Luiza Puiu took this photo of Caspar Einem at the European Forum Alpbach just a fortnight ago. For more than a decade, I have been drawn to the small mountain village in summer and it always feels a bit like "homecoming" when I turn the last corner before the flowery decorated balconies open up in front of me. Alpbach hosts many rituals, traditions, and encounters for me - some more beloved than others. This year, however, after a year's break, in the pouring rain and with many faces missing, it was a little different, and somewhere the feeling of arrival didn't quite want to come.
One loving ritual that I was able to keep up though, was sitting together with Caspar at the Alpbacherhof. I had the privilege of working closely with him many years ago in my work for the Forum, and although I was only one of several project managers at the time, in the years that followed we were both keen to keep in touch.
The last time we met, we were sitting in the farthest corner of the Alpbacherhof as the guests were slowly arriving for the reception that followed. He had just shown me his draft strategy paper for the Forum, in which he had described what the actual aim, the purpose of such an event should be. I - myself always preoccupied with this very question - was curious about what outcomes he had in mind and almost a little irritated that the wording was rather vague. But then he explained: The heart of the Forum has always been the seminar week for him. The time when students and lecturers discussed at eye level in classrooms, on alpine pastures and in inns. "Yes, talks are good, but what comes out of them?", I asked, and he continued: "If this exchange leads to the participants growing a bit, developing further and emerge from it changed, then it has achieved something."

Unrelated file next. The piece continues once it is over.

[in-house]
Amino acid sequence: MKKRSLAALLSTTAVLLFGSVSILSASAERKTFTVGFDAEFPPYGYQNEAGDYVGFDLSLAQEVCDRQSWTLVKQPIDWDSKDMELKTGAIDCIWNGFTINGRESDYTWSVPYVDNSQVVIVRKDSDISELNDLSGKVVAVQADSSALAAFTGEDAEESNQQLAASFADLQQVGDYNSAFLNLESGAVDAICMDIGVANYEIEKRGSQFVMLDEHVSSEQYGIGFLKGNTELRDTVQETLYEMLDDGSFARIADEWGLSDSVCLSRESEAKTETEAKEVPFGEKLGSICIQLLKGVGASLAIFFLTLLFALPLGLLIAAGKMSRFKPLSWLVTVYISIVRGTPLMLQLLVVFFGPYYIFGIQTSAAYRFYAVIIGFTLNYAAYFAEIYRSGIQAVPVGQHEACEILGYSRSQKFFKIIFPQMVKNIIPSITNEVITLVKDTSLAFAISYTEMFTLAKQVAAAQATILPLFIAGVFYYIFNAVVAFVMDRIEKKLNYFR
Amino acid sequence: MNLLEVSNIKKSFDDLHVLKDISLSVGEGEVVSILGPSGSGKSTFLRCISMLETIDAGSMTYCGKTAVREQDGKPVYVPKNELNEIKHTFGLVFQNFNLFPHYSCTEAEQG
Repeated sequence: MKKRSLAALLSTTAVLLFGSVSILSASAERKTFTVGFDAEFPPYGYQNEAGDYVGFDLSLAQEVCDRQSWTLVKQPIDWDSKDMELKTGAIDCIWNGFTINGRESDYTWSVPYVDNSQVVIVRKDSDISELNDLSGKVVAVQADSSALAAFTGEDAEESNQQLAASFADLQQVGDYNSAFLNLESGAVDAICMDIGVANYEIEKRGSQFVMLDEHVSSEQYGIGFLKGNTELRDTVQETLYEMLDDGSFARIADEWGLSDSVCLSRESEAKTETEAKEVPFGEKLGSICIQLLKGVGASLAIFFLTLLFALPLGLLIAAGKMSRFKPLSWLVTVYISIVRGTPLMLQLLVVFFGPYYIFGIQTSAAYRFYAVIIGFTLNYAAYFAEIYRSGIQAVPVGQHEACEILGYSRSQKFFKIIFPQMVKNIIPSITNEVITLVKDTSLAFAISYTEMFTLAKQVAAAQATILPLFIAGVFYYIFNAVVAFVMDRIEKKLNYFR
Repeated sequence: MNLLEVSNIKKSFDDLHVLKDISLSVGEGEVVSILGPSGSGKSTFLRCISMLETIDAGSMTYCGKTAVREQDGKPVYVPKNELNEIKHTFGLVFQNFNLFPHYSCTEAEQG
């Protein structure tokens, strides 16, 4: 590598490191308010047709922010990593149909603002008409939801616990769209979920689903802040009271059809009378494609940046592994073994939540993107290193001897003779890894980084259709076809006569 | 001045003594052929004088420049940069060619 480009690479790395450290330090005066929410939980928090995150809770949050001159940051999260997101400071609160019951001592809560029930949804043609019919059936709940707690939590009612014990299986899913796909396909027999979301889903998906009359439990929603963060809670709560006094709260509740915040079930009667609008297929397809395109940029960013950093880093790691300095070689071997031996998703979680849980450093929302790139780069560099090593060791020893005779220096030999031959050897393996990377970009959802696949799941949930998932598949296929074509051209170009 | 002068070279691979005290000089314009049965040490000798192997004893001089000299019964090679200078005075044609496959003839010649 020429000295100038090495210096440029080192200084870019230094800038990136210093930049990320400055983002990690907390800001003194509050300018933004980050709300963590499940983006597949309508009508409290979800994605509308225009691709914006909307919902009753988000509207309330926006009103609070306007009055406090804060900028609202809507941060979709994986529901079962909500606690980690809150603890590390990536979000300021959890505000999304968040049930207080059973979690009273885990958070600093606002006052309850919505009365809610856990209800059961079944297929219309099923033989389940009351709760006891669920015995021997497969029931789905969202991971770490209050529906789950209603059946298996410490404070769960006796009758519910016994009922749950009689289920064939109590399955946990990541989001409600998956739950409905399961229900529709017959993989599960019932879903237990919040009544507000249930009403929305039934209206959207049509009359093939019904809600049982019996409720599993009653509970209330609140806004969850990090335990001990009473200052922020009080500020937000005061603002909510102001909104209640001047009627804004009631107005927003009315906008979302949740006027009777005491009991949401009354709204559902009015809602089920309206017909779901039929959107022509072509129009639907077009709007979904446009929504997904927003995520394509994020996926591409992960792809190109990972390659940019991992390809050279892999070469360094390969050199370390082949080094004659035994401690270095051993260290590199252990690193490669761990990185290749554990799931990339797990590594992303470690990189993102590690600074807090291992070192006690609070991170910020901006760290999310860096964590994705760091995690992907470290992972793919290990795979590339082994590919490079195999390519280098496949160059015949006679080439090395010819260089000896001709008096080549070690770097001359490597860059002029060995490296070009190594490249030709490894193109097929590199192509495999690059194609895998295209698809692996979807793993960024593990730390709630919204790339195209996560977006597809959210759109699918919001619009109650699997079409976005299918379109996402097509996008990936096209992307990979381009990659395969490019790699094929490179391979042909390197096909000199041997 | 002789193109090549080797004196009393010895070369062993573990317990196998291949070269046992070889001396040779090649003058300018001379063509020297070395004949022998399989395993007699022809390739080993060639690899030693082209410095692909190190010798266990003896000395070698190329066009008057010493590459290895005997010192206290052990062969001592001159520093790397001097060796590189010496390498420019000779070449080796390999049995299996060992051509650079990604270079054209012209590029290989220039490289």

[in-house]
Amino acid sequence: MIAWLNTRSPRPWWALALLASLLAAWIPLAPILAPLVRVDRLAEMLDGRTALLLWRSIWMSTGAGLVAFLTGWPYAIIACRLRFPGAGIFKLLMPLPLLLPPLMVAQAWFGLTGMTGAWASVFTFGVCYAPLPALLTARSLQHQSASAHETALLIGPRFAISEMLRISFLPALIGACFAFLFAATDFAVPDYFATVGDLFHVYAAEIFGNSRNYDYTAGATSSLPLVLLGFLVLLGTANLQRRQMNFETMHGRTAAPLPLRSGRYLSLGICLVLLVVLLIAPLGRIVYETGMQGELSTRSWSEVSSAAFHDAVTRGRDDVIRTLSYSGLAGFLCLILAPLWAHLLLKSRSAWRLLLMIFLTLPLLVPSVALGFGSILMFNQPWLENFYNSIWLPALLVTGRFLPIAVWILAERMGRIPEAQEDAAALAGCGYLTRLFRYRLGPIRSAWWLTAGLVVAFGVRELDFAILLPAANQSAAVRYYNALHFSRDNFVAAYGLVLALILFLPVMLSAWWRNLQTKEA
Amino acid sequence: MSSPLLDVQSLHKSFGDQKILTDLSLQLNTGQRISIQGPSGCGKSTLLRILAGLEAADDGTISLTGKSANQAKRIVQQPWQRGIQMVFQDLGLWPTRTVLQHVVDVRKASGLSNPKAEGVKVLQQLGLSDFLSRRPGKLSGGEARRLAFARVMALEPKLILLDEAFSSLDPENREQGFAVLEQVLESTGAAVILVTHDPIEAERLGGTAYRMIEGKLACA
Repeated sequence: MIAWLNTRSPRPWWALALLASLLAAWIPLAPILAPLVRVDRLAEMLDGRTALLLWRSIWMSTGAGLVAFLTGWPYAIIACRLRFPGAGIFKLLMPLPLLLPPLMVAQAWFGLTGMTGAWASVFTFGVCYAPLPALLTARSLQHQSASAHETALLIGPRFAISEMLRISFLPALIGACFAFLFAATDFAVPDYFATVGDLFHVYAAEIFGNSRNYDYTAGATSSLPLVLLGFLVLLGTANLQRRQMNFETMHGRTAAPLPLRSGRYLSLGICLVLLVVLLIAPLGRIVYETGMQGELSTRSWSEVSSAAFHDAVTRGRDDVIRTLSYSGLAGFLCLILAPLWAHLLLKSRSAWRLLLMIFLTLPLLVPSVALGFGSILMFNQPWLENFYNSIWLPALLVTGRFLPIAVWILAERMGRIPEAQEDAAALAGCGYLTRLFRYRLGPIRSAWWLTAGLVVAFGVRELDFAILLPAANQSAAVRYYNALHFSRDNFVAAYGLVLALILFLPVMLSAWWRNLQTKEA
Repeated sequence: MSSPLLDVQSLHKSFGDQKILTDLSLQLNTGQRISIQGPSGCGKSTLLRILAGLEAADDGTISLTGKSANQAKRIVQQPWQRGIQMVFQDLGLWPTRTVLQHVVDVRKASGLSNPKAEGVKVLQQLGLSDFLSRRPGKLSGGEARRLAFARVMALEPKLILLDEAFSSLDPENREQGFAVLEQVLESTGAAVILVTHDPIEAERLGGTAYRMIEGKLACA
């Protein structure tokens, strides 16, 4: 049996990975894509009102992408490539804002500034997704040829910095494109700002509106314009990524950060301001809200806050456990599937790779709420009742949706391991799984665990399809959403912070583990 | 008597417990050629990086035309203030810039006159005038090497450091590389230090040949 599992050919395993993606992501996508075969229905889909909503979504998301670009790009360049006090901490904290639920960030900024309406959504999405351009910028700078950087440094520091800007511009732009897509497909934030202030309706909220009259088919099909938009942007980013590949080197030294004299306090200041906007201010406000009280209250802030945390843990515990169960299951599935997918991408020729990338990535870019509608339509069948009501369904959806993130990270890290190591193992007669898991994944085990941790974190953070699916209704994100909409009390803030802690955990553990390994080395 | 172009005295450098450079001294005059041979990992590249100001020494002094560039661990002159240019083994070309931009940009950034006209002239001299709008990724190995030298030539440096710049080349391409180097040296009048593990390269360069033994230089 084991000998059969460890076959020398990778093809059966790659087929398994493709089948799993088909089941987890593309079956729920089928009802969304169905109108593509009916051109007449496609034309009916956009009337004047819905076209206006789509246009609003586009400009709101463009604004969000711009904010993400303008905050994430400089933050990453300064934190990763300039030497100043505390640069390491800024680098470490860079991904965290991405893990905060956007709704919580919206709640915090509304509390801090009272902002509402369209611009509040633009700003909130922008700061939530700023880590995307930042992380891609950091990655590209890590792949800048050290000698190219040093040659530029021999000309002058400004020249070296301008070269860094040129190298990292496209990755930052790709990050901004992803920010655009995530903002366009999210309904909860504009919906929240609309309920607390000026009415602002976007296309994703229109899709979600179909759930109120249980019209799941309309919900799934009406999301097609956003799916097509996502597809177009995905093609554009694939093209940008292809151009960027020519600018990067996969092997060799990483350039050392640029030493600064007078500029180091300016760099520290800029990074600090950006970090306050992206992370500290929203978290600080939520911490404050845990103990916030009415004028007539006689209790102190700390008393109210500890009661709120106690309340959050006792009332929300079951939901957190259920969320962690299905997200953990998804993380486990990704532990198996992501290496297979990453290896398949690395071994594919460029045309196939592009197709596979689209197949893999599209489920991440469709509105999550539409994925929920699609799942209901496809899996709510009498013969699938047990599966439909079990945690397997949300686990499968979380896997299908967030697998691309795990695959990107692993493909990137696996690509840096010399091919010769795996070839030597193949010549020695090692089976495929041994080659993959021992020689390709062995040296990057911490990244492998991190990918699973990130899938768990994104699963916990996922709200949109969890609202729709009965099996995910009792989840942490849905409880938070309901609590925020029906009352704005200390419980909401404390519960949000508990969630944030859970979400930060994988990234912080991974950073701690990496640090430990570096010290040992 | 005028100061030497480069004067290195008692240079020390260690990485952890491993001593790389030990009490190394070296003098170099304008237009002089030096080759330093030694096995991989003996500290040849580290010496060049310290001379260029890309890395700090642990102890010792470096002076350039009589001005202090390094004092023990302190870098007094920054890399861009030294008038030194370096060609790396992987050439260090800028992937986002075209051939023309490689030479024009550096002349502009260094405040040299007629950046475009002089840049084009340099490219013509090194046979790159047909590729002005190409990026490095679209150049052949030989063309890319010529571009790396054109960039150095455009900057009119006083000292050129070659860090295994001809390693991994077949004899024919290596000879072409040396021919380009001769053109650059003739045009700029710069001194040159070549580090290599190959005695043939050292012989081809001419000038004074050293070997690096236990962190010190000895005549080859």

Almost a little ashamed, I - who earn my living by facilitating conversations - had to agree with him. The result of what exchange makes possible is not always tangible or visible, but at best it is moving and transforming. As long as it is accompanied by what Caspar also demands of and for politics in his current book: curiosity and empathy.
We still had an upbeat evening with many nice conversations at this reception and at the end he said goodbye with a long hug.
Only a few days later, the news came that Caspar Einem had passed away. And suddenly I look back differently on those last hours at the Alpbacherhof. Sadness mingles with the memories. But suddenly I am also very happy that three days later he thanked me again for the lovely evening - and I wrote him back that I thanked him too. For the fact that it was the encounter with him that, after three days of Alpbach hustle and bustle and on the eve of my departure, gave me what I had almost wistfully missed before - a feeling of arrival.
Thank you from the bottom of my heart for the exchange, dear Caspar - from which I emerge a little changed.
Rest in peace.